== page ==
Perhaps fostering is the ultimate form of volunteering by getting a grey ready for “real life.” If your dog was in a foster home, you know what that means.

Our busiest time of year is fast approaching: fall picnic, a special raffle, 17th Annual Craft Show & Pet Expo and welcoming as many greyhounds as possible.  It’s all coming, and I hope you’ll be there to help, share the warm feelings and good company.


Enjoy the rest of your summer!

Warm regards,                                                                                                                                                                  

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Juliet Lombardi and Carlene Topoleski donated $422
from their 10th birthday party. All the 4th graders North End Grammar School in Cedar Grove , NJ were to the party and asked to bring cash  donations in lieu of gifts. These generous girls split the money between GFNJ and Humane Society, Lyndhurst, NJ

The Skinny on Older Skinnier Greyhounds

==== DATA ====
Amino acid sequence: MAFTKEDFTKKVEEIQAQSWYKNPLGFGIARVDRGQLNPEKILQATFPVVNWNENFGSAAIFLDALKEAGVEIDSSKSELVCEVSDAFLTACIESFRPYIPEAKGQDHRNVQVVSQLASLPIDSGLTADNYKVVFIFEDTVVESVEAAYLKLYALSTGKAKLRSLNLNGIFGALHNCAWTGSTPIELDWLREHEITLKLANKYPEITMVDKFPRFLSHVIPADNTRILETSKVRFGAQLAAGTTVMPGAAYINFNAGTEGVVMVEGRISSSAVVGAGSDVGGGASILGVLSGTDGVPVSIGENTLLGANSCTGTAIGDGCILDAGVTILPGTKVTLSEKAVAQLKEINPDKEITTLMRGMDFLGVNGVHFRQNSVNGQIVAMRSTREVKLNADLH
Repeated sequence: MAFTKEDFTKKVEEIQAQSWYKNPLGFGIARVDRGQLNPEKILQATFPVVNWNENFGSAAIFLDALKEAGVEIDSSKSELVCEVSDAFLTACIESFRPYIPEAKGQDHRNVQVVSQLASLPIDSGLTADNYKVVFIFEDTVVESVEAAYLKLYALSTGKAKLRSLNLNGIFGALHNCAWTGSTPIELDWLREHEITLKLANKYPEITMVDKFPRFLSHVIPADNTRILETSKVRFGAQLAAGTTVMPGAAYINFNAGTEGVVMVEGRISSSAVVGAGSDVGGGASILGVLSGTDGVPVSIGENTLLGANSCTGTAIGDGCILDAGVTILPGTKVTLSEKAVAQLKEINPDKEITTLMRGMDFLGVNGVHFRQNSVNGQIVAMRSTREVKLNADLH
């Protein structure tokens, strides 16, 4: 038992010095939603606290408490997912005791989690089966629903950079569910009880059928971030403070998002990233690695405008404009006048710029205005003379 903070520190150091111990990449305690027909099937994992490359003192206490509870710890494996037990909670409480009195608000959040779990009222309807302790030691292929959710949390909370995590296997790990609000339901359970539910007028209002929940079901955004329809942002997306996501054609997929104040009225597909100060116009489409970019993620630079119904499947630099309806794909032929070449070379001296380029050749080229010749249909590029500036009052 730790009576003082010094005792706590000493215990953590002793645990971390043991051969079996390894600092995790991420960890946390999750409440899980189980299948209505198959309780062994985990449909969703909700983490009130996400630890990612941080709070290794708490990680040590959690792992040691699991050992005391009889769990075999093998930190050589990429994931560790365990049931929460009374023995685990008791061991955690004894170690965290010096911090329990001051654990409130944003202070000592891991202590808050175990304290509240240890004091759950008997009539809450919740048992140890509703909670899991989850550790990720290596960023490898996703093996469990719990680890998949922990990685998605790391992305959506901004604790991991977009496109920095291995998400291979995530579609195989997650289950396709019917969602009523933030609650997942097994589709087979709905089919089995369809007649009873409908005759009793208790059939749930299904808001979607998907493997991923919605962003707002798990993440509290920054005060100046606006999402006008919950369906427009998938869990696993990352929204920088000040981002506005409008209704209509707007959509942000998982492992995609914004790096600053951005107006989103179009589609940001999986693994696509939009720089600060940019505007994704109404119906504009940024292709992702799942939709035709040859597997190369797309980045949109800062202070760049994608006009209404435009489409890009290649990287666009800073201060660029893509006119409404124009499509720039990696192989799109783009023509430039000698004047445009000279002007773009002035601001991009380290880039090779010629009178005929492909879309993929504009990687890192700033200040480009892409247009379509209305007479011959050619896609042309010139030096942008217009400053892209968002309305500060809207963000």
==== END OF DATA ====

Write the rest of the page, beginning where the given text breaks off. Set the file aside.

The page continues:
by Lindsay Shreiber VMD 

Two years ago, Dave was an 11-year-old greyhound exhibiting some weight loss and weakness.  Once 80 pounds, he was down to 72 lbs.  His owner thought he was just winding down, or hadn’t lost that much weight.  When questioned by her veterinarian, she realized that he was weaker, less able to exercise and had actually lost a lot of weight.  Like Dave, Thea was also losing weight, which first was unnoticed due to her family’s focus on an unrelated eye problem.   Lana likewise was also losing weight, but had no other symptoms. 

One of the many significant problems facing pet owners and veterinarians alike is unexplained weight loss in older animals.   In general, this weight loss can be attributed to decreased calorie intake, increased use of calories, body loss of calories and nutrition via urine or stool, or lack of assimilation of calories by the digestive system.  In greyhounds, we are seeing a complex cluster of disorders involving weight loss, intestinal dysfunction, and generalized weakness with ultimate diagnoses and outcomes which range from benign to devastatingly malignant. The three greyhounds above are actual cases recently seen in our practice, which illustrate the breadth, severity and challenges that weight loss in older greyhounds presents to the dogs, their owners and veterinarians.